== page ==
Friday 24 November 2017

TV reviews: The Mad World of Donald Trump and Ray D'Arcy Show

* The Mad World of Donald Trump, Channel4
* Ray D'Arcy Show, RTE One

Donald Trump: No attempt on programme to explain why he has become so popular.
Donald Trump: No attempt on programme to explain why he has become so popular.
Ian O'Doherty

Ian O'Doherty

Where do you stand on Donald Trump?

No, really, where do you stand on him? His head? His neck? His mouth?

I only ask because there are plenty of interwebby cartoons and games where you get to choose which parts of Trump you'd like to batter first.

That's all well and good - Trump is a big boy. Well, he used to be before he had his truly epic hissy fit over Megyn Kelly and decided to pull out of last night's Fox News debate (unless he decided to turn up after all, but this is filed a few hours before the debate was due to take place, there's not much I can do about that).

My point, though, is that the very people who immediately denounce any criticism of Hillary Clinton as automatically sexist seem to have no problem engaging in fantasy games about the kind of damage they would like to inflict on the bumptious billionaire.

That's exactly the spectacular double standard we last experienced when Obama was running against Bush.

Any caricature of Bush was fair game (he was invariably portrayed as mentally retarded, or evil. Or both) while anything lobbed in Obama's direction was obviously racist.

That glaring, gargantuan hypocrisy is back in full swing as we gear up to the first of the Primaries and Channel 4 was quick to get stuck into The Donald with Matt Frei's Channel 4 special, The Mad World Of Donald Trump.

Frei is always an engaging and entertaining presenter, regardless of whether you agree with his politics or not, and thankfully, there was no spurious attempt at balance or giving both sides of the story.

This was, instead, an occasionally entertaining, if pointedly skewed hit job, which managed to make both the man and his supporters look like ridiculous buffoons.

Of course, it's not that difficult to make anything emerging from America look ridiculous and buffoonish but Frei took to his task with relish - Trump was portrayed variously as a dangerous nutter; a man who may have raped his first wife (until they read a statement from said woman denying the claims); a rich boy done bad; and did I mention dangerous nutter?

The problem with this approach was that it was guilty of the very accusation it was levelling at its subject - being utterly devoid of any nuance or complexity whatsoever.

There was nothing new to be learned here. Everybody knows that he came from wealthy stock. We were already well aware that his behaviour in Scotland was increasingly nasty, and, of course, we all know about his various verbal assaults on the aforementioned Kelly, prisoners of war and, most unpleasantly, his mocking mimicry of a disabled reporter. So, this was basically a potted history of Trump's various outrages against common decency. But this was Comfort TV and much like comfort food, was designed to provide reassurance to the consumer.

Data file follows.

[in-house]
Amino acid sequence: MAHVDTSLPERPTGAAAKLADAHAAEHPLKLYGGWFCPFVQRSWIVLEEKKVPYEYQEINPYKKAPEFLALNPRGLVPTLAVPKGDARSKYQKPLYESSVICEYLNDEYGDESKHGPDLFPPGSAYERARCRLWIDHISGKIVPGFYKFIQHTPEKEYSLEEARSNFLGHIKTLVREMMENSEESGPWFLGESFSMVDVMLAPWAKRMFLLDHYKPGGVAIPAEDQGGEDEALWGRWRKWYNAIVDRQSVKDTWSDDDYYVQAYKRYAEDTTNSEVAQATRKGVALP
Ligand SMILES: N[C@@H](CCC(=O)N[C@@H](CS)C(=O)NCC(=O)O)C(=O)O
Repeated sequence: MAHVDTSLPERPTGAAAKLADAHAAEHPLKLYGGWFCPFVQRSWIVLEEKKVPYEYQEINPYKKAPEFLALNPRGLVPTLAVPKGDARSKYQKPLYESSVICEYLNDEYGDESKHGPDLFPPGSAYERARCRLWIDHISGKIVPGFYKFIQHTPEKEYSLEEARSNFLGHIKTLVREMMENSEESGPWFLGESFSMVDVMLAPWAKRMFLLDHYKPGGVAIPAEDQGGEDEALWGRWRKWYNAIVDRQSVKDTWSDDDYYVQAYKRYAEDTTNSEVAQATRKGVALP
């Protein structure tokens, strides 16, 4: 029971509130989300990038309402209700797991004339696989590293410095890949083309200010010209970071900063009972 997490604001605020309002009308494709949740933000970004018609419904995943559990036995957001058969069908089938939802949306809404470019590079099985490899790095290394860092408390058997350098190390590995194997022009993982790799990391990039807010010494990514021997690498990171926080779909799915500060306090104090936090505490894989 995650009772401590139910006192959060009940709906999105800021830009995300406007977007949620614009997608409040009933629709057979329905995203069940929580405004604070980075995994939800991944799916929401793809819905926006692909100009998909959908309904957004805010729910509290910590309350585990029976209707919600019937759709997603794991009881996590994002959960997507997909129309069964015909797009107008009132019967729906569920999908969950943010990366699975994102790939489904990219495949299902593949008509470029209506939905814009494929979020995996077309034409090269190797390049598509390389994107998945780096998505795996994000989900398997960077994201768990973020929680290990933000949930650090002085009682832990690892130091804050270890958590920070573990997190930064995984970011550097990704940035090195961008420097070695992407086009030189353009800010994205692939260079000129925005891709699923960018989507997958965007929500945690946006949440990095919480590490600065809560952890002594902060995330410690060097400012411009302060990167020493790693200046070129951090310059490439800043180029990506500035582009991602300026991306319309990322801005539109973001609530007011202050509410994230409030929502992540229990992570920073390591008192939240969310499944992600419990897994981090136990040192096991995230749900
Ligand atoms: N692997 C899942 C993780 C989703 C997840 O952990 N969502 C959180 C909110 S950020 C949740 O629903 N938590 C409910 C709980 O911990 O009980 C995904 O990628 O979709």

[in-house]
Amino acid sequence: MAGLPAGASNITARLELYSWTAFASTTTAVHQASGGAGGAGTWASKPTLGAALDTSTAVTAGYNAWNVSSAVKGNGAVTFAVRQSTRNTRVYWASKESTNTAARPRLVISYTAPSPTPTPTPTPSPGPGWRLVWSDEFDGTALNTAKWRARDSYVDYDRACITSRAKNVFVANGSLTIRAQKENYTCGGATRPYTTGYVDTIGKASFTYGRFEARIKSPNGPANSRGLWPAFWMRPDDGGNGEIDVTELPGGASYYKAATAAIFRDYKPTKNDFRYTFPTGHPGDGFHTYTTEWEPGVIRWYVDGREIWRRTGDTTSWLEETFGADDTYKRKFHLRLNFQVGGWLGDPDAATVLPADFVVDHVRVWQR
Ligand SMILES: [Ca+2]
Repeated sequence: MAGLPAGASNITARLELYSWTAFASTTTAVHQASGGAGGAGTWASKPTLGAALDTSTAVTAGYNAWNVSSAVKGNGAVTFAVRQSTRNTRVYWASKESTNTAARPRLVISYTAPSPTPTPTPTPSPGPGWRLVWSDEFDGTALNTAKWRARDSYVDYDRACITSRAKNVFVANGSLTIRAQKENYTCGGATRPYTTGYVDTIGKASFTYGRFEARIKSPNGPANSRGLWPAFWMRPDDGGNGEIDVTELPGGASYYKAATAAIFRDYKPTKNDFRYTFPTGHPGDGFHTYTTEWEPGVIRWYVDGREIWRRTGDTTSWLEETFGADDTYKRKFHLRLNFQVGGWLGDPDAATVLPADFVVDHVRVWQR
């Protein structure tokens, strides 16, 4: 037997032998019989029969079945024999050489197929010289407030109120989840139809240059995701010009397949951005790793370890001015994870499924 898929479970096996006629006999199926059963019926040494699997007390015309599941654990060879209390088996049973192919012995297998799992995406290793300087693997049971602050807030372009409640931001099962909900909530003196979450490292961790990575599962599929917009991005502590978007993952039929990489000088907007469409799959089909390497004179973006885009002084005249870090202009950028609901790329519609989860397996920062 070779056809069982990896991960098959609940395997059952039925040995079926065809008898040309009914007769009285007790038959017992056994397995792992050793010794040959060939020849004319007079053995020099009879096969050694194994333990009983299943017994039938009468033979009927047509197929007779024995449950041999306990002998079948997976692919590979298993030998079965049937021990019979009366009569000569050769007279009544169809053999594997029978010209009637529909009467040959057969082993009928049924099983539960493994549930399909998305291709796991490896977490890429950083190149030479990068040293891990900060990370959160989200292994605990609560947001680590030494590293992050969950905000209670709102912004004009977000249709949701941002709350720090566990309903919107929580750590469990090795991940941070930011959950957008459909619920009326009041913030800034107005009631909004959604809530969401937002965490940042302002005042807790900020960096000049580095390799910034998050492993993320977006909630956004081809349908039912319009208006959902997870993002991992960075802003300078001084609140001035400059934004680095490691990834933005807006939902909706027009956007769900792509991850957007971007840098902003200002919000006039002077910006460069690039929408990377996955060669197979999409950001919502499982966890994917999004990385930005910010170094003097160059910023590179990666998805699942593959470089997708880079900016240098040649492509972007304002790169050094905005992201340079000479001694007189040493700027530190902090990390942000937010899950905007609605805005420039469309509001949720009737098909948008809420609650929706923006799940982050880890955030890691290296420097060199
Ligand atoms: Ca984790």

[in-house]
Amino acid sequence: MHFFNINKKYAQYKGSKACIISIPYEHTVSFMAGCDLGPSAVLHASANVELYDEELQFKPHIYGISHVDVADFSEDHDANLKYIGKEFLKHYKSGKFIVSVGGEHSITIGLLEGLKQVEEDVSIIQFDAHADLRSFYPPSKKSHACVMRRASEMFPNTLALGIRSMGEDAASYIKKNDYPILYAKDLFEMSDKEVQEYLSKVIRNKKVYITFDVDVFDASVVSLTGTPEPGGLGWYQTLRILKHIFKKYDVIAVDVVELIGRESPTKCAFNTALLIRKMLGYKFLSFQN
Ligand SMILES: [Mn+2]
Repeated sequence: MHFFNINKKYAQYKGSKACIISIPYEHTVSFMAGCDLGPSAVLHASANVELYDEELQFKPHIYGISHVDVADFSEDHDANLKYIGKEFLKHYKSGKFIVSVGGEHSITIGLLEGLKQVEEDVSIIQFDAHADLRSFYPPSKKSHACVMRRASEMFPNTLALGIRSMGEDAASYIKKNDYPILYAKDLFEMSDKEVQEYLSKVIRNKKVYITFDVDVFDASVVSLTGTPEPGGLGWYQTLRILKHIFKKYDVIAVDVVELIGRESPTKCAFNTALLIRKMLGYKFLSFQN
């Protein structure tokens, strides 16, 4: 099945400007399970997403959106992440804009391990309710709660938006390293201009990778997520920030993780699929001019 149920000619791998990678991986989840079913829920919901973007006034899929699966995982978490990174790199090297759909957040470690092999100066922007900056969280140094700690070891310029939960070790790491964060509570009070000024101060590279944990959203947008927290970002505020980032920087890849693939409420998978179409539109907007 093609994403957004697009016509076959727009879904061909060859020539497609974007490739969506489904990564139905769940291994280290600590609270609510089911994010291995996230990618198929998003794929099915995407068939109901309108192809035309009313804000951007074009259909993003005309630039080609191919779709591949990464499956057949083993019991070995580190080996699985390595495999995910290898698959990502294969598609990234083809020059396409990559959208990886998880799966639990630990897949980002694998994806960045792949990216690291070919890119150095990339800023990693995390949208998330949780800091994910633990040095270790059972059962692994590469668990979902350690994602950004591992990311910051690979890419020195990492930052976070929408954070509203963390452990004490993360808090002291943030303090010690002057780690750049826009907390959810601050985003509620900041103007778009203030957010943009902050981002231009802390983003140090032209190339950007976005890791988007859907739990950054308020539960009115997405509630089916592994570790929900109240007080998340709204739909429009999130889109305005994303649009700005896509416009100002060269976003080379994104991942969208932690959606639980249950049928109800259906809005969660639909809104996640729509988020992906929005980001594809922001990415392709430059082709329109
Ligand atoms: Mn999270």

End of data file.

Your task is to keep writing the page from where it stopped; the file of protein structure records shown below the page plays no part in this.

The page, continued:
In this case, it was made to reassure the viewers that they were right, all along, to think Trump is an idiot and his supporters are thick.

There was no attempt to explain why he has become so popular. There was no effort to talk to his more reasoned supporters - of which there are many, despite what you will see in the Irish media.

There was, instead, lots of emphasis on how his supporters are ludicrously, comically, vein-bulgingly angry.

Why are they so angry?

After all, Frei compares Trump's sturm und drang approach with Obama's more palatable 'hope and change' without conceding that it was 'hope and change' that directly contributed to making America a worse place than it was eight years ago. And it wasn't great then, either.

The Mad World Of Donald Trump was successful in its primary objective - reminding cosy liberal viewers that they are so much smarter than everyone else.

Let's put it this way, yesterday's lead letter in this very paper was illustrative of the smug dismissal of the man and his followers, verbosely sneering that: "In contradistinction, Hilary Clinton's evocation of the 'better angels of our nature' in the service of coalition-building, may have the righteous verisimilitude to be appealing."

You wanna know why so many people are going to vote Trump?

Because of letters like that.

I imagine Ray D'Arcy has spent most of this week in a state of Olympic huffiness.

I mentioned before that once the mob decides your time is up, your time is up and now Saturday night has become Twitter night for every bed-wetting saddo who has nothing better to do than go on social media to give him a furious kicking.

That goes with the territory, of course, and it must bounce off him at this stage.

But ye Gods, that interview last week really was as bad as the chin-strokers claimed.

Dean Strang was the guest that everybody wanted. Charismatic, driven, committed, he was one of the few people to emerge from Making A Murderer with his reputation enhanced rather than eternally ruined.

But watching that interview was like watching the worst gay blind date of all time. As Strang visibly wondered what the hell he was doing there, D'Arcy floundered uncontrollably to such an excruciating degree that one thought did occur to me - the next time someone smugly slags American telly, remind them of this car crash.

Irish Independent

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